Teachers’ use of growth feedback and its role in students’ science engagement and achievement: A multi-level model

Year: 2018

Author: Burns, Emma, Martin, Andrew, Collie, Rebecca

Type of paper: Abstract refereed

Abstract:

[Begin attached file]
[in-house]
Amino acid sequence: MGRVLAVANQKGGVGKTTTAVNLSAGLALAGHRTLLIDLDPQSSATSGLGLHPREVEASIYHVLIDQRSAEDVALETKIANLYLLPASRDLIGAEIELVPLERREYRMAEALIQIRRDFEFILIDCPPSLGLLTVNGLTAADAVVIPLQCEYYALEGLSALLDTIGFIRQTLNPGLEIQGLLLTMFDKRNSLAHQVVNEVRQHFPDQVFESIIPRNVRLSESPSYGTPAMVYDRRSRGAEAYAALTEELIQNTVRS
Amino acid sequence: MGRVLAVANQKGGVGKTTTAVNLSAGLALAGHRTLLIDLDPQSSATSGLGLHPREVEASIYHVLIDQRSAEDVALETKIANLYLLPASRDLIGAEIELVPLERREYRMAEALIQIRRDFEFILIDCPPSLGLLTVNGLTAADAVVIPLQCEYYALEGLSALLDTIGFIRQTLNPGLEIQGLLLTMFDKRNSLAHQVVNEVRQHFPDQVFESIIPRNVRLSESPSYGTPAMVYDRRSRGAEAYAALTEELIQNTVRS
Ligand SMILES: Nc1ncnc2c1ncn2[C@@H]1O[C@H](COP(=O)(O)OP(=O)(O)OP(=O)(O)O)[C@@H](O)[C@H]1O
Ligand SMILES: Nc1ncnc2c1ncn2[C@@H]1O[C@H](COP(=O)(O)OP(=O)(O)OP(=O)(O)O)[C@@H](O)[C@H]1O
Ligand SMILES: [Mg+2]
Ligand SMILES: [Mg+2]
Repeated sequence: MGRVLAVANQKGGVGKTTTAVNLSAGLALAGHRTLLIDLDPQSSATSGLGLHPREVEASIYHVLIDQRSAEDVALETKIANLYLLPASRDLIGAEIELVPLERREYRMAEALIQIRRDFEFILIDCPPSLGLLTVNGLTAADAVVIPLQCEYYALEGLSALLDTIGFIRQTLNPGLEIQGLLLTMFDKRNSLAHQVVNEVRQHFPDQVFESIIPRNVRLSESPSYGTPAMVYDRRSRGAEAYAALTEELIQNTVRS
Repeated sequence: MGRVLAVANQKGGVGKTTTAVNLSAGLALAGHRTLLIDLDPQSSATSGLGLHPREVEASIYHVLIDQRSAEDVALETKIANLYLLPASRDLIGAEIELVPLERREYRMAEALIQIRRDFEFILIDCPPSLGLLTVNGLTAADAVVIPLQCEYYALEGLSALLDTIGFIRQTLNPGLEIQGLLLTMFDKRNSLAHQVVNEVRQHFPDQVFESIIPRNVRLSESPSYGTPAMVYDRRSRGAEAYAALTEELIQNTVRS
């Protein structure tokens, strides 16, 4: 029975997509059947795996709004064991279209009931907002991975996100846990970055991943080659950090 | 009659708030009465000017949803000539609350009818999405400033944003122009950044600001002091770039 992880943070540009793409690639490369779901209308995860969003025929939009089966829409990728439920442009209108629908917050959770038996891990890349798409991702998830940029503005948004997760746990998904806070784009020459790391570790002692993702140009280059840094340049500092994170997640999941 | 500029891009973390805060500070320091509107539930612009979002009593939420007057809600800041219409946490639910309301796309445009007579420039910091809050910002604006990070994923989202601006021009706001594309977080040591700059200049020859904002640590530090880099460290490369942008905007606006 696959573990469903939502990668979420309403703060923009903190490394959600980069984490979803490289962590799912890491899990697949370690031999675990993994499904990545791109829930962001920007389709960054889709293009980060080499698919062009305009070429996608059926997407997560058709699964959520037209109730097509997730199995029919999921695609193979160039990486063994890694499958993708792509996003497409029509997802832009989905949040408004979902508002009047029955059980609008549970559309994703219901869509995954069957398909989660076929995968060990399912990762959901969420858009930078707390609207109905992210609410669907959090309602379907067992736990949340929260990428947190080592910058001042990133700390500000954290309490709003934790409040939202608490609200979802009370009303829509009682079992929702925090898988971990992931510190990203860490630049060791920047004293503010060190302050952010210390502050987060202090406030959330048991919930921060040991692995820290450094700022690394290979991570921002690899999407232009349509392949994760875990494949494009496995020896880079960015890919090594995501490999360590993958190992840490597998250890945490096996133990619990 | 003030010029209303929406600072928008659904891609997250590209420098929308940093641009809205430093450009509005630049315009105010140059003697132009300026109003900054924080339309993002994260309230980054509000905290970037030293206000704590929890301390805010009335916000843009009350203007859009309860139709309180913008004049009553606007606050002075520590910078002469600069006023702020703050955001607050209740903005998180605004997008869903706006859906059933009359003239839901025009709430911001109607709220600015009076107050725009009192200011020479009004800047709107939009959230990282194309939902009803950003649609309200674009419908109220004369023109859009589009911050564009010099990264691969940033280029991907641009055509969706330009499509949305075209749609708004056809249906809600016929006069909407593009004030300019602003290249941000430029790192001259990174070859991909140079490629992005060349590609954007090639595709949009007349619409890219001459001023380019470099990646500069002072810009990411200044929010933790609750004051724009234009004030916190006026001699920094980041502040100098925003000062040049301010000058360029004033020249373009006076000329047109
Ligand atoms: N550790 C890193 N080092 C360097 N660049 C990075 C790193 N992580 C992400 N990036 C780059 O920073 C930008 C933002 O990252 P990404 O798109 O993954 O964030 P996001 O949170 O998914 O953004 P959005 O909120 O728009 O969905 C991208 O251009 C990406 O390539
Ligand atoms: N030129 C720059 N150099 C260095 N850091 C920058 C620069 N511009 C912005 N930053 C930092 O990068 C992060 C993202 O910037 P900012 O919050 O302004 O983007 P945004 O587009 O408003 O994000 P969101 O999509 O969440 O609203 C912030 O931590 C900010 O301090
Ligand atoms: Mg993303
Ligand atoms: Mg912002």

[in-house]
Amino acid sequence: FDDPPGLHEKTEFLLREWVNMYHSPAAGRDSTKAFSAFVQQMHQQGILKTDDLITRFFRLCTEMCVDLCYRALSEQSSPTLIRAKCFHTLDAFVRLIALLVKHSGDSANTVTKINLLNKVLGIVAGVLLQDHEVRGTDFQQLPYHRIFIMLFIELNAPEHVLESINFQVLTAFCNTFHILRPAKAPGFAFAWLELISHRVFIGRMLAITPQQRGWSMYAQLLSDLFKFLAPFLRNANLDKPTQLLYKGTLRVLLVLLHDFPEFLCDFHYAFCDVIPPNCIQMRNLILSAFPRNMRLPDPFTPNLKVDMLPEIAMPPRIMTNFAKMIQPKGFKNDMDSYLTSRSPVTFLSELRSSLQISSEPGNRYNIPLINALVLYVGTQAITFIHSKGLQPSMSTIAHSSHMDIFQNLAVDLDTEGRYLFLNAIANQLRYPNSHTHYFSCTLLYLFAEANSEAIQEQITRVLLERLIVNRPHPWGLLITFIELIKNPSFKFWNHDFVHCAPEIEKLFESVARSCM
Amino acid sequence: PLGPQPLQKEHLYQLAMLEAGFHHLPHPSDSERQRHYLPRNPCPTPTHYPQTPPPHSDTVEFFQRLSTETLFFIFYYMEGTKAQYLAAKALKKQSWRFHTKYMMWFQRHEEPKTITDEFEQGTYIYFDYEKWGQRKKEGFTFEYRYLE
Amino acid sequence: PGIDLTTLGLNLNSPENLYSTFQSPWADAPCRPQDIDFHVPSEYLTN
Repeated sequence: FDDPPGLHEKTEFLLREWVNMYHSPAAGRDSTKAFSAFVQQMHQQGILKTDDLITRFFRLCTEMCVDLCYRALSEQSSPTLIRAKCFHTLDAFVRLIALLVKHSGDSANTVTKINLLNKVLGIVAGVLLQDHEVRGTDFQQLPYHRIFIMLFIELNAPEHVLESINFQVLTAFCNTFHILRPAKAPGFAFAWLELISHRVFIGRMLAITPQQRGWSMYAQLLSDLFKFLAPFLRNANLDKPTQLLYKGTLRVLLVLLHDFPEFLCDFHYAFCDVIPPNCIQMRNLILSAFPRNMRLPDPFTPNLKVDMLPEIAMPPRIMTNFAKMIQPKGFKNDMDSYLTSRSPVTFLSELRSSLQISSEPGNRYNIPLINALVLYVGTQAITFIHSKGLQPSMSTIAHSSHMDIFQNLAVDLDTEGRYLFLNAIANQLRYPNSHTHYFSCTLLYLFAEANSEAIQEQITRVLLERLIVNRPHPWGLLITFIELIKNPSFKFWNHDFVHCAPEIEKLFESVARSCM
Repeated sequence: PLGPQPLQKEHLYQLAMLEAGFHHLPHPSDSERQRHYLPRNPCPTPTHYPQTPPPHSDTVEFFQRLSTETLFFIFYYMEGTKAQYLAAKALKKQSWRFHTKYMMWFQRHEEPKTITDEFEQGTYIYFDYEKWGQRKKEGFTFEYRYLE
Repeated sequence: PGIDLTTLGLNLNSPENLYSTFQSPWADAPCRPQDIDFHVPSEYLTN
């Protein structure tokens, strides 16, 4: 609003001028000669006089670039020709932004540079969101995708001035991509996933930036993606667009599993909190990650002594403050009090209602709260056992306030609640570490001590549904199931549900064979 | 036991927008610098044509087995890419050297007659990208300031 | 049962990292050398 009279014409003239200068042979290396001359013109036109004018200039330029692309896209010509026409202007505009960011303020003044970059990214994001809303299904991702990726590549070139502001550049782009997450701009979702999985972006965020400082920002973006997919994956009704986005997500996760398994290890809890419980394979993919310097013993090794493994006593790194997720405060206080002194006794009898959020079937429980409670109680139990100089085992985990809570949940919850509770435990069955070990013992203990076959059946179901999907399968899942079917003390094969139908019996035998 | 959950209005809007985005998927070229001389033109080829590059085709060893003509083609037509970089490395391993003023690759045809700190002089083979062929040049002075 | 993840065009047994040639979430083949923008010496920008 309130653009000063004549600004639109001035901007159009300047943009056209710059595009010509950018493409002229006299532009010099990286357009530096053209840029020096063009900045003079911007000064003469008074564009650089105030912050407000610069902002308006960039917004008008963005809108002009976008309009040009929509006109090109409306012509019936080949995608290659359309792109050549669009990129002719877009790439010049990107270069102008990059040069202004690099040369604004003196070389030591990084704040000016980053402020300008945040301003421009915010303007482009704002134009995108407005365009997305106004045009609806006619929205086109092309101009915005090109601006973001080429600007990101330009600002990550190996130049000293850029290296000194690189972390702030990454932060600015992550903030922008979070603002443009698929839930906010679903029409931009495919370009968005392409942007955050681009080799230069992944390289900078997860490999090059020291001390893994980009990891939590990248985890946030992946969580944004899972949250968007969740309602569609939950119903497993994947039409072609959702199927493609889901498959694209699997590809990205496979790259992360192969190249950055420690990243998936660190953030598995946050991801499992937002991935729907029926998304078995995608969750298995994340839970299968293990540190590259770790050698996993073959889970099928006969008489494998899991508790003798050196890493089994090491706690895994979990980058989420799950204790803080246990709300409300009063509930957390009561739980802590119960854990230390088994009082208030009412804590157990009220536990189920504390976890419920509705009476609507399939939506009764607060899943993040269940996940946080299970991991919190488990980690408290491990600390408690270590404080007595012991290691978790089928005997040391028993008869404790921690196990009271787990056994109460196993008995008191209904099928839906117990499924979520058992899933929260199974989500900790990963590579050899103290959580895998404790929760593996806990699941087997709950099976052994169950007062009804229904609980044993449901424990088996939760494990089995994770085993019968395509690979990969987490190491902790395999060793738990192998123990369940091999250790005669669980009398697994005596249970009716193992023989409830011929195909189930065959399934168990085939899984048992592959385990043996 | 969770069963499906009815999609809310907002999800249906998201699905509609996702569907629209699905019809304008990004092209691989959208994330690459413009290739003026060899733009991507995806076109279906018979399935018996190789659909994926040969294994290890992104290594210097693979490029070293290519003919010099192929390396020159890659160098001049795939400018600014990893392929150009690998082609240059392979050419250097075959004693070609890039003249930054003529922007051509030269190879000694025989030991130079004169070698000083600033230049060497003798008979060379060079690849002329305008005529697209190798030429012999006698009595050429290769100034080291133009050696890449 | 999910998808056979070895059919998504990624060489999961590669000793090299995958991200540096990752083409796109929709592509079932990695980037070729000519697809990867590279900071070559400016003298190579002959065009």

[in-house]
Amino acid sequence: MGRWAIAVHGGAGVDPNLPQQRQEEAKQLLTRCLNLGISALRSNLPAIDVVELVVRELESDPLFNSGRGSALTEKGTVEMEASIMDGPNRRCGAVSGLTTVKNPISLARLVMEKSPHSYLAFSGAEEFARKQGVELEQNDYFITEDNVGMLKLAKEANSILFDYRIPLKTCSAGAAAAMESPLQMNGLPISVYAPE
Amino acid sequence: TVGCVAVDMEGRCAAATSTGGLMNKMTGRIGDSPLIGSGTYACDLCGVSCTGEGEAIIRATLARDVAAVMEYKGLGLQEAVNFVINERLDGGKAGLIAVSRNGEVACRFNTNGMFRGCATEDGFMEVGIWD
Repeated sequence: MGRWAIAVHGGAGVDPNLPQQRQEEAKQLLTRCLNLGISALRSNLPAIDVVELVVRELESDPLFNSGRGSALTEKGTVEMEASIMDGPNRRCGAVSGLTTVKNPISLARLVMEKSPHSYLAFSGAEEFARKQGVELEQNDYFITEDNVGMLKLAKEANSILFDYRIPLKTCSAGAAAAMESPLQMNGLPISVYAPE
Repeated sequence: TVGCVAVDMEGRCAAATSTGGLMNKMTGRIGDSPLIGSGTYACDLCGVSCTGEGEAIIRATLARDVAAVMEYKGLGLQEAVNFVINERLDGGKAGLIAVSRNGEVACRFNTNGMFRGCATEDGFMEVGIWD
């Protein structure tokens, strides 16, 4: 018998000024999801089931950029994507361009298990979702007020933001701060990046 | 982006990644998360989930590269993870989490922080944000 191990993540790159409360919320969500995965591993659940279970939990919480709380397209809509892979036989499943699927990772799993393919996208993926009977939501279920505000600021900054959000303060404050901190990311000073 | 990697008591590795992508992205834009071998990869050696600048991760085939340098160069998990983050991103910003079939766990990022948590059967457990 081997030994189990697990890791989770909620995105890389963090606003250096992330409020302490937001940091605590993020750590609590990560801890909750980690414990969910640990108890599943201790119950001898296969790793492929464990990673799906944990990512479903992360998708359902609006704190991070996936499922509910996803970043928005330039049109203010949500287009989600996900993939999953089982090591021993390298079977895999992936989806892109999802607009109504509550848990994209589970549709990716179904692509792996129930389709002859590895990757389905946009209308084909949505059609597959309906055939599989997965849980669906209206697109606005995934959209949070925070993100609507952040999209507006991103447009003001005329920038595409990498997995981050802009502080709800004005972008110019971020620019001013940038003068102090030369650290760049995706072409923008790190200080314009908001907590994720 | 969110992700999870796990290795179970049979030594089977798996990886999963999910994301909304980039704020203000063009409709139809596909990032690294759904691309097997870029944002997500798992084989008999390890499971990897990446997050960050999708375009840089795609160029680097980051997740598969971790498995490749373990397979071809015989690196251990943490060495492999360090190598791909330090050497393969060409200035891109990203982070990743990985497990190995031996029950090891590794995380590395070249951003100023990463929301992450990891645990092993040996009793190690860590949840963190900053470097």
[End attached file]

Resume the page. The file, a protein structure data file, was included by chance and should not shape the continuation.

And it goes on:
Teacher feedback is an integral component of student learning (Nicola & Macfarlane-Dick, 2006). Teacher feedback helps students to evaluate, assess, and develop new approaches to their learning. One important form of teacher feedback is growth feedback, such that the teacher indicates specific areas needing and strategies for improvement. While there has been increasing interest in growth approaches to education, the majority of this work has focused on growth goal setting (Martin, 2006) or grading schemes (Anderman et al., 2015)—but not growth-oriented feedback from teachers. Given that previous research has found growth-approaches to have a positive impact on students’ academic enjoyment, interest, and achievement (Burns et al., 2018), there is potential yield in assessing the extent to which growth-approaches employed by teachers, such as growth feedback, have a similar positive impact on student outcomes. This may be especially relevant in science education given the well-documented decline in science engagement and achievement over the past decade (OECD, 2014). As such, it may be that students’ who are given growth feedback in science may be more likely to experience positive interest and enjoyment, and in turn, achievement. The present investigation utilizes the 2015 Programme for International Student Assessment (PISA) dataset for Australian students and schools. The sample comprises data from N = 14,088 secondary school students in N = 758 secondary schools. By using multi-level structural equation modelling, the present investigation examined the extent to which science growth feedback predicts student science enjoyment and interest and, in turn, science achievement at both the student and school level. Findings indicated that science growth feedback significantly positively predicts science enjoyment and interest, and that enjoyment and interest significantly positively predict achievement at both the student- and school-level. Science growth feedback also had significant positive indirect effect on achievement, suggesting that growth feedback, via improved interest and enjoyment, has a positive impact on achievement. Taken together, these findings indicate that growth feedback may be a viable strategy for teachers to use to promote interest, enjoyment, and achievement in science.

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